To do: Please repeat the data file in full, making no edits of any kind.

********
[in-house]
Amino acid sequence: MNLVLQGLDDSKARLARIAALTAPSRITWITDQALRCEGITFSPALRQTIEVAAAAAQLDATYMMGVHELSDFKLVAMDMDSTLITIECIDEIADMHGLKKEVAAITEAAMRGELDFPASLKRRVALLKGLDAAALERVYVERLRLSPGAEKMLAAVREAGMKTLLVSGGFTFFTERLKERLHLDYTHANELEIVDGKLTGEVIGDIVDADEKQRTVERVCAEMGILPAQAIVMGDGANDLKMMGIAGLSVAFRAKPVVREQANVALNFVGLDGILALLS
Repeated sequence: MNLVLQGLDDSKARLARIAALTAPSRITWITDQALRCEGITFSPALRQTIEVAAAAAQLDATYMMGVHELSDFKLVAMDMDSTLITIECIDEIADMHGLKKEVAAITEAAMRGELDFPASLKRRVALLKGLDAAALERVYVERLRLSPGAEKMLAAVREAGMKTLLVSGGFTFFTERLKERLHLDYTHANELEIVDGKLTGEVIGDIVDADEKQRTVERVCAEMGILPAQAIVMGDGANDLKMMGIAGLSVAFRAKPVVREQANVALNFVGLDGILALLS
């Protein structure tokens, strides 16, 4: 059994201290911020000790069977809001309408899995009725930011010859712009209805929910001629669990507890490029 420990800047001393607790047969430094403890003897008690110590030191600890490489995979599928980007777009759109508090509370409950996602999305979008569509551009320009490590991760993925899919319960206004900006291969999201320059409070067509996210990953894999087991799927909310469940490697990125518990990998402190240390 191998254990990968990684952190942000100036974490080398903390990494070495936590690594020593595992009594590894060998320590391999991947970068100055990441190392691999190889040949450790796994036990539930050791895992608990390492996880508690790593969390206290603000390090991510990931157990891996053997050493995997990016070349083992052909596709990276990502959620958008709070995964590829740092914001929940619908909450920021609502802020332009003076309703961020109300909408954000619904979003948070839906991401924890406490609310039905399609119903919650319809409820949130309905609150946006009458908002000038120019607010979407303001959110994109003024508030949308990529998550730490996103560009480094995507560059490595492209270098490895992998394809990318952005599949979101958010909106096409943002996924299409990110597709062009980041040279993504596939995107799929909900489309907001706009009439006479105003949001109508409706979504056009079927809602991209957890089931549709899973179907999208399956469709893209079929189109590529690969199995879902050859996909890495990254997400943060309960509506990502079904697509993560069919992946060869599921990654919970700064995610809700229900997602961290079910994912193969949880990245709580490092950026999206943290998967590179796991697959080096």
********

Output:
[in-house]
Amino acid sequence: MNLVLQGLDDSKARLARIAALTAPSRITWITDQALRCEGITFSPALRQTIEVAAAAAQLDATYMMGVHELSDFKLVAMDMDSTLITIECIDEIADMHGLKKEVAAITEAAMRGELDFPASLKRRVALLKGLDAAALERVYVERLRLSPGAEKMLAAVREAGMKTLLVSGGFTFFTERLKERLHLDYTHANELEIVDGKLTGEVIGDIVDADEKQRTVERVCAEMGILPAQAIVMGDGANDLKMMGIAGLSVAFRAKPVVREQANVALNFVGLDGILALLS
Repeated sequence: MNLVLQGLDDSKARLARIAALTAPSRITWITDQALRCEGITFSPALRQTIEVAAAAAQLDATYMMGVHELSDFKLVAMDMDSTLITIECIDEIADMHGLKKEVAAITEAAMRGELDFPASLKRRVALLKGLDAAALERVYVERLRLSPGAEKMLAAVREAGMKTLLVSGGFTFFTERLKERLHLDYTHANELEIVDGKLTGEVIGDIVDADEKQRTVERVCAEMGILPAQAIVMGDGANDLKMMGIAGLSVAFRAKPVVREQANVALNFVGLDGILALLS
């Protein structure tokens, strides 16, 4: 059994201290911020000790069977809001309408899995009725930011010859712009209805929910001629669990507890490029 420990800047001393607790047969430094403890003897008690110590030191600890490489995979599928980007777009759109508090509370409950996602999305979008569509551009320009490590991760993925899919319960206004900006291969999201320059409070067509996210990953894999087991799927909310469940490697990125518990990998402190240390 191998254990990968990684952190942000100036974490080398903390990494070495936590690594020593595992009594590894060998320590391999991947970068100055990441190392691999190889040949450790796994036990539930050791895992608990390492996880508690790593969390206290603000390090991510990931157990891996053997050493995997990016070349083992052909596709990276990502959620958008709070995964590829740092914001929940619908909450920021609502802020332009003076309703961020109300909408954000619904979003948070839906991401924890406490609310039905399609119903919650319809409820949130309905609150946006009458908002000038120019607010979407303001959110994109003024508030949308990529998550730490996103560009480094995507560059490595492209270098490895992998394809990318952005599949979101958010909106096409943002996924299409990110597709062009980041040279993504596939995107799929909900489309907001706009009439006479105003949001109508409706979504056009079927809602991209957890089931549709899973179907999208399956469709893209079929189109590529690969199995879902050859996909890495990254997400943060309960509506990502079904697509993560069919992946060869599921990654919970700064995610809700229900997602961290079910994912193969949880990245709580490092950026999206943290998967590179796991697959080096």